The main strength of the histogram is that its graphic representation can be scaled down without significant information losses because it is the overall shape that delivers meaningful exposure information. This allows to get it overlaid on the actual image, tucked somewhere to the side.
Zebras are a video camera invention and one of the first exposure tools to appear in video cameras. The concept is simple. Colored stripes (hence the name) are overlaid on the actual image, marking the position in the image of any clipped whites or crushed blacks, or both. Unlike the histogram, zebras localize and visualize the problematic areas so it is easier to judge if the out-of-range pixels are important or can be painlessly sacrificed. Depending on the implementation, zebras may have their warning triggering clip/crush points customizable; they may blink or feature other improvements.
The waveform monitor (WFM) is one of the most useful tools in video production. Both during shooting and in post. Traditionally, the WFM is a monitoring device that displays the level of a video signal over time. In analog video this means voltage. In the digital world the WFM concept has been expanded to handle discrete values. In a sense, the digital waveform monitor is an extension of the histogram. But instead of binning pixels from the entire image, the waveform monitor bins pixels from each image column separately. These bins are then represented by pixels in a column of the output of the WFM. On the vertical axis of the waveform monitor are the values defining the bins. These can be the actual video space values, values scaled from 0 to 100%, or IRE units. The horizontal axis runs over the columns of the input camera image. The intensity of the output pixel corresponds to the saturation of its respective bin. The more pixels from the corresponding input column falling into a value bin, the brighter the bin’s pixel on the WFM.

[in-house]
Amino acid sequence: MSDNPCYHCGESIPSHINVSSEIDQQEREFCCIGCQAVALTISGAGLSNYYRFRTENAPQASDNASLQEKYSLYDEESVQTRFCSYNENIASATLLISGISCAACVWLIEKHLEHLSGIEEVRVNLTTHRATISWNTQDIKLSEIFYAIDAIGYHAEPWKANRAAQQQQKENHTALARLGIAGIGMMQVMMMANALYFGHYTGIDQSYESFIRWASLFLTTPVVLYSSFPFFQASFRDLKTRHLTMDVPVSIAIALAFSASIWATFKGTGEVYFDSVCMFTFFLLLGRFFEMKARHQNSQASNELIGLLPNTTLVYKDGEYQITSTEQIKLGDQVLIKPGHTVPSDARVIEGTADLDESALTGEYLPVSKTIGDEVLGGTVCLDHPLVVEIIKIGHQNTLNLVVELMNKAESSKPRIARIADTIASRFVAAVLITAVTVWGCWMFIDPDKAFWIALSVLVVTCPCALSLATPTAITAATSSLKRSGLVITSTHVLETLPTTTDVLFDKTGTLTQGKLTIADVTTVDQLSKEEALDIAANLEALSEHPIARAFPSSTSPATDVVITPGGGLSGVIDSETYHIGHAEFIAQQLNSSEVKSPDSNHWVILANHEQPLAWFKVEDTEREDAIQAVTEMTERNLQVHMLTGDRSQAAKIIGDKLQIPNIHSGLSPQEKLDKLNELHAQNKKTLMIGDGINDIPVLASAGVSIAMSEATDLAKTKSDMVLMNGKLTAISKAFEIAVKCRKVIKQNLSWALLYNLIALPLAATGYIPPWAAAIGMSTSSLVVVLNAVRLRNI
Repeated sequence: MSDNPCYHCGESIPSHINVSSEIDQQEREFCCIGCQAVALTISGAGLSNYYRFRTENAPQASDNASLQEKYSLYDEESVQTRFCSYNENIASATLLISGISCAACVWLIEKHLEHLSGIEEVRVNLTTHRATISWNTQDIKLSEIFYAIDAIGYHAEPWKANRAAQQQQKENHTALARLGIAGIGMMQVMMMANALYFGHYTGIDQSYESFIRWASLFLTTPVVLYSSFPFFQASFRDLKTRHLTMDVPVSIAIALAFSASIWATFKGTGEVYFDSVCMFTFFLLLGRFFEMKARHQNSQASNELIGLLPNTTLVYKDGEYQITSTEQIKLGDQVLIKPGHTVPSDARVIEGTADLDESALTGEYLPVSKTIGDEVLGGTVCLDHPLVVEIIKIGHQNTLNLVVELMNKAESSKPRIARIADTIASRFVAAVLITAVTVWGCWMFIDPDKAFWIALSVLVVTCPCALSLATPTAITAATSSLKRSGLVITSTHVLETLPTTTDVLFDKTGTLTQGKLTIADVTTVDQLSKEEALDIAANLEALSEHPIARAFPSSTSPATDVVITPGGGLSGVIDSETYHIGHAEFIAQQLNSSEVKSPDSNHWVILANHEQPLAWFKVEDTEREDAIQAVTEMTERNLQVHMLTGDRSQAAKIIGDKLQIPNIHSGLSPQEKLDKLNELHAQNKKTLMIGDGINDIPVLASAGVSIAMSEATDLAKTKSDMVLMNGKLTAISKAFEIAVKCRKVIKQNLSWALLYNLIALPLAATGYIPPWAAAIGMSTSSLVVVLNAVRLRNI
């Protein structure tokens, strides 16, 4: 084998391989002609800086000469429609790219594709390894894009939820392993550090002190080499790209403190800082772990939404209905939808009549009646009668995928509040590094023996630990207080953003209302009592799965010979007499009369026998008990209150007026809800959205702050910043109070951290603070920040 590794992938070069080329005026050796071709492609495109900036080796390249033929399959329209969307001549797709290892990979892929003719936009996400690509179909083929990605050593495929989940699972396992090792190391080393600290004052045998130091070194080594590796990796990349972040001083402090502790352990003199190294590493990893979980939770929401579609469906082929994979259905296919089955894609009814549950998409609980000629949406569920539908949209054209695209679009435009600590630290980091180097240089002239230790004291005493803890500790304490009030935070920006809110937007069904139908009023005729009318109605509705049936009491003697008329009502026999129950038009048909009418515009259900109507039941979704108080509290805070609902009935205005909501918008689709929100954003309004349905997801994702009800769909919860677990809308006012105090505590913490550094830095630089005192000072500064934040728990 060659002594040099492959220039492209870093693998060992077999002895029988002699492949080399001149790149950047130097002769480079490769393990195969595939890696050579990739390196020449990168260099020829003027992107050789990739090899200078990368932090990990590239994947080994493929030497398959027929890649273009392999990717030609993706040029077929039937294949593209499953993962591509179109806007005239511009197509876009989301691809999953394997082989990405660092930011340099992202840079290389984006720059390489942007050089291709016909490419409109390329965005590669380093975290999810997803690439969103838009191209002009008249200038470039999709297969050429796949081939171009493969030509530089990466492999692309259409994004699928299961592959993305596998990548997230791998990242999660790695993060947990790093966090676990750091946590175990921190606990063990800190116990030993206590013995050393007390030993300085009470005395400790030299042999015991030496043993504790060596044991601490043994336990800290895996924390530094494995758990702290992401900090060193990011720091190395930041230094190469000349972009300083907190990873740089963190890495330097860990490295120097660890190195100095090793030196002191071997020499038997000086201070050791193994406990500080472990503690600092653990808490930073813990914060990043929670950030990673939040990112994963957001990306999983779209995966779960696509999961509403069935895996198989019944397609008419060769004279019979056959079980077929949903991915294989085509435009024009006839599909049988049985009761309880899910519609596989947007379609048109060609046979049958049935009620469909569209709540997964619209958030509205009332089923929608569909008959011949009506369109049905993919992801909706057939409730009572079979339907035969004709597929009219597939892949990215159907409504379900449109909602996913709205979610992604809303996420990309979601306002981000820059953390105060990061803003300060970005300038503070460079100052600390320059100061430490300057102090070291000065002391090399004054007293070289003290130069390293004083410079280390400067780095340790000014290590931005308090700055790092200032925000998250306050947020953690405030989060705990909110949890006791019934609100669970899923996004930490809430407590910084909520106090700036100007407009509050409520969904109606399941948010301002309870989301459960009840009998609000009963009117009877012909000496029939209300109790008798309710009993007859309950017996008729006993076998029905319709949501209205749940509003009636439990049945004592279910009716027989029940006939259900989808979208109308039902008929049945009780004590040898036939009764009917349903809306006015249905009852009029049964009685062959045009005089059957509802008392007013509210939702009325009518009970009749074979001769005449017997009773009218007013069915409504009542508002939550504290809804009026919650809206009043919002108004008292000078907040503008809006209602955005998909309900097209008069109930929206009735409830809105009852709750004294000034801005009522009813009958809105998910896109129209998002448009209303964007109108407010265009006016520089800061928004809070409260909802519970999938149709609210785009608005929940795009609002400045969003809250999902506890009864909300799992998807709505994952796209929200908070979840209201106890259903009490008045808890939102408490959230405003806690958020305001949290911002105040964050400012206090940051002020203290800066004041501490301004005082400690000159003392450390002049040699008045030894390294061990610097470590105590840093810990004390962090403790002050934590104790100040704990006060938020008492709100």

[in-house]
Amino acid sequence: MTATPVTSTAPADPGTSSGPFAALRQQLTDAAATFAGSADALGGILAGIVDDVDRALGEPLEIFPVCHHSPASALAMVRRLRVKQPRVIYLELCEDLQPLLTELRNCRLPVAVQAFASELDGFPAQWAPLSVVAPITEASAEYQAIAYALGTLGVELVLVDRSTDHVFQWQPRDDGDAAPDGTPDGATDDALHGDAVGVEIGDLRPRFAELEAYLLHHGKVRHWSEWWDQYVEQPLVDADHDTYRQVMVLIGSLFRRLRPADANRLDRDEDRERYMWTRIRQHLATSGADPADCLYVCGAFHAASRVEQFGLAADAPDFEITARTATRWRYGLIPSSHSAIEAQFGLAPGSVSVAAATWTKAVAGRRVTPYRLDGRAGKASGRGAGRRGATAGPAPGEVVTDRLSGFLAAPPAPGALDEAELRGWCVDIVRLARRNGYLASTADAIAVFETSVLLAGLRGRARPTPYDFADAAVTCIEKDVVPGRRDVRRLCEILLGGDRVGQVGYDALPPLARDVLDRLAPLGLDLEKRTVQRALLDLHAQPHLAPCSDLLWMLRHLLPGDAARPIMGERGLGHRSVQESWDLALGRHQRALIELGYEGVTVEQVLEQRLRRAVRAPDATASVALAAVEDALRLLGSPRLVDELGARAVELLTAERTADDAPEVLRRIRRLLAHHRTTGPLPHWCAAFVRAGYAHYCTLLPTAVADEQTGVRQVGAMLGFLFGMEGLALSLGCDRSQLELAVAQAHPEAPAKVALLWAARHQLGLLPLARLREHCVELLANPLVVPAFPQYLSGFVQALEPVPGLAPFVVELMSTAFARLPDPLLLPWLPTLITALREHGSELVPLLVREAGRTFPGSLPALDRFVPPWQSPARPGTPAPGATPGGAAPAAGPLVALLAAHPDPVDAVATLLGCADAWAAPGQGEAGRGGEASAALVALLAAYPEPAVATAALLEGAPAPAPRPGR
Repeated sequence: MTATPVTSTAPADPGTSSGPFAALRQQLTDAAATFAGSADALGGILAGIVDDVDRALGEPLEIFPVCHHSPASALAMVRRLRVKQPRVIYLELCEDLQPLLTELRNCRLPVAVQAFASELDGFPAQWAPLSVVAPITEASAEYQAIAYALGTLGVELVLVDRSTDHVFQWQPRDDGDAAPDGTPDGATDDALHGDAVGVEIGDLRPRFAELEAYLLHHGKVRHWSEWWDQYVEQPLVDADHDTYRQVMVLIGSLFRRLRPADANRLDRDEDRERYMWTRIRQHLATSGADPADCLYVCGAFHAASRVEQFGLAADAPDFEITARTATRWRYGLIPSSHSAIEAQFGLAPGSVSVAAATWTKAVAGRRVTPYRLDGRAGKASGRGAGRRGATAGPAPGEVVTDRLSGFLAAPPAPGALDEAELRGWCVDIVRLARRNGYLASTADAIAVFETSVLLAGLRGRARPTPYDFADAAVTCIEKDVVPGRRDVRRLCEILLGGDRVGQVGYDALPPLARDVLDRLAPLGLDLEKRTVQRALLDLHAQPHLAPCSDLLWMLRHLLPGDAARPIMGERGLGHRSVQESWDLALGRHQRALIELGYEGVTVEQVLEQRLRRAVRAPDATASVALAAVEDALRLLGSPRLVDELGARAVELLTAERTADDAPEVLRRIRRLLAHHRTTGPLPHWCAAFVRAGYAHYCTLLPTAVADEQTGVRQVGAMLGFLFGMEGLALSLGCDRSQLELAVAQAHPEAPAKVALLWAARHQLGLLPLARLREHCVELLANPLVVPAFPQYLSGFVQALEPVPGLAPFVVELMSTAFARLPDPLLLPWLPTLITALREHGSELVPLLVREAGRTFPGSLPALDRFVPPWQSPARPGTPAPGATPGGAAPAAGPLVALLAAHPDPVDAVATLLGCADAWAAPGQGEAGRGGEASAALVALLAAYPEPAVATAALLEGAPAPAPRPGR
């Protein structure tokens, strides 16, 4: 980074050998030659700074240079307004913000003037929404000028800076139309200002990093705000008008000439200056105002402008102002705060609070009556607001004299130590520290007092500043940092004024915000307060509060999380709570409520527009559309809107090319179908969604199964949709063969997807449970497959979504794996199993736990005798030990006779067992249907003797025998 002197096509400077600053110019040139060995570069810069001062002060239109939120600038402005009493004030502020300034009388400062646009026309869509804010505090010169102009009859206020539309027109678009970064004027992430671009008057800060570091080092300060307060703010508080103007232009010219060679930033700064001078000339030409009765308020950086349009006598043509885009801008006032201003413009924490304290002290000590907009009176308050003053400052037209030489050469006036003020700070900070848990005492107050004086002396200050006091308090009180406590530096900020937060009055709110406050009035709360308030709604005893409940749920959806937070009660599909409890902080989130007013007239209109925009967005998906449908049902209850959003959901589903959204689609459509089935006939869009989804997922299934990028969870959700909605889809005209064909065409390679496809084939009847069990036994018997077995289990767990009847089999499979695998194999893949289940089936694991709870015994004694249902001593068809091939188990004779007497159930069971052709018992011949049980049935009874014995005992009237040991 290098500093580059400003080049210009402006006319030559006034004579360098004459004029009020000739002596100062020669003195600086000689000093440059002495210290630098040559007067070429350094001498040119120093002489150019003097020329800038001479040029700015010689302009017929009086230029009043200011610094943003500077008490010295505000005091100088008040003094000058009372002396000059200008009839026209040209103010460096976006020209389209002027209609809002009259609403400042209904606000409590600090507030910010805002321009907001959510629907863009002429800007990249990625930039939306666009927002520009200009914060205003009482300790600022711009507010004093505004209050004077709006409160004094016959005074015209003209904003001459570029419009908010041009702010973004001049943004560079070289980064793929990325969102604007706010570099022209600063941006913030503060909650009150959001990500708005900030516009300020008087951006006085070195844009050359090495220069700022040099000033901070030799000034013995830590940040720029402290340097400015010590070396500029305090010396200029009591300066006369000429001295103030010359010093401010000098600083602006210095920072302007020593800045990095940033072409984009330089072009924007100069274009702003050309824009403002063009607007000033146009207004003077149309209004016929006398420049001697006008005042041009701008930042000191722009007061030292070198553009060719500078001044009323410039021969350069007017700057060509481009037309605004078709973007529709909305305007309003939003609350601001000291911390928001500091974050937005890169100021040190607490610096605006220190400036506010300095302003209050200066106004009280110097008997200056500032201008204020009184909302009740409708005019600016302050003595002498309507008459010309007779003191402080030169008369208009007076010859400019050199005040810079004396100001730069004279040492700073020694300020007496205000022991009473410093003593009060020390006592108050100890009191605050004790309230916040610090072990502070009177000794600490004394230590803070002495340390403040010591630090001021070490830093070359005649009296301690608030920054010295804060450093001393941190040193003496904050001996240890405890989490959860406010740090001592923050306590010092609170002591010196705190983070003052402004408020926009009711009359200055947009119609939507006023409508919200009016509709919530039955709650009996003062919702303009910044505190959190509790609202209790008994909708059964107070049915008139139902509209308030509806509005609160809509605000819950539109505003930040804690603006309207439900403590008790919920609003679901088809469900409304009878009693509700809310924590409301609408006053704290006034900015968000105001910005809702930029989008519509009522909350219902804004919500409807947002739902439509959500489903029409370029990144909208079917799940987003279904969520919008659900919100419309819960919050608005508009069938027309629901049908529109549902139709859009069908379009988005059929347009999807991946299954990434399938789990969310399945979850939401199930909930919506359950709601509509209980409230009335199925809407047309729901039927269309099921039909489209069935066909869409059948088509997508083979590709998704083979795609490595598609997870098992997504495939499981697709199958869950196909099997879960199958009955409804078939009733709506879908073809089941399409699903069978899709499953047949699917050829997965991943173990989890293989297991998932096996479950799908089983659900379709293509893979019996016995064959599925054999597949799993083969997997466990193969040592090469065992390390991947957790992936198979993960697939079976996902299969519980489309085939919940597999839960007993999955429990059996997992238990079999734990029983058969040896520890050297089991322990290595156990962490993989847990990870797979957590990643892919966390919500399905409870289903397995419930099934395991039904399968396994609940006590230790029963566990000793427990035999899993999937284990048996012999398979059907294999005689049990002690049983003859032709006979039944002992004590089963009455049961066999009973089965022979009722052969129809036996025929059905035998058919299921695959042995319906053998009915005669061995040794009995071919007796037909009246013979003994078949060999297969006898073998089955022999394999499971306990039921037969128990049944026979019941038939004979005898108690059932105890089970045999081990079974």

The waveform monitor can do pretty much any job the histogram can handle, plus more. Because each image column is processed separately and there is one-to-one correspondence between image columns and WFM columns (assuming a non-scaled WFM image), any offending areas are easily horizontally localized on the waveform monitor, and then in the actual camera image. This is especially useful for faces, grey cards or just large suspicious areas. Moreover, important values on the vertical axis can be signified with lines parallel to the horizontal axis for quick judgment of the image tonal distribution. This is a powerful tool when coupled with good knowledge of the transfer curve used.
Waveform monitors can be used with a variety of input color spaces. Luminance is generally enough for exposure and is one of the channels of the typical YCbCr digital video stream. RGB, YRGB and others can be used for variety of tasks, most notably for color correction. These are either displayed in parade, or overlaid in different colors.
The exposure tools overview continues with false color, spot displays and light meters.
This entry was posted by cpc on August 17, 2012 at 12:02 pm, and is filed under Uncategorized. Follow any responses to this post through RSS 2.0.You can leave a response or trackback from your own site.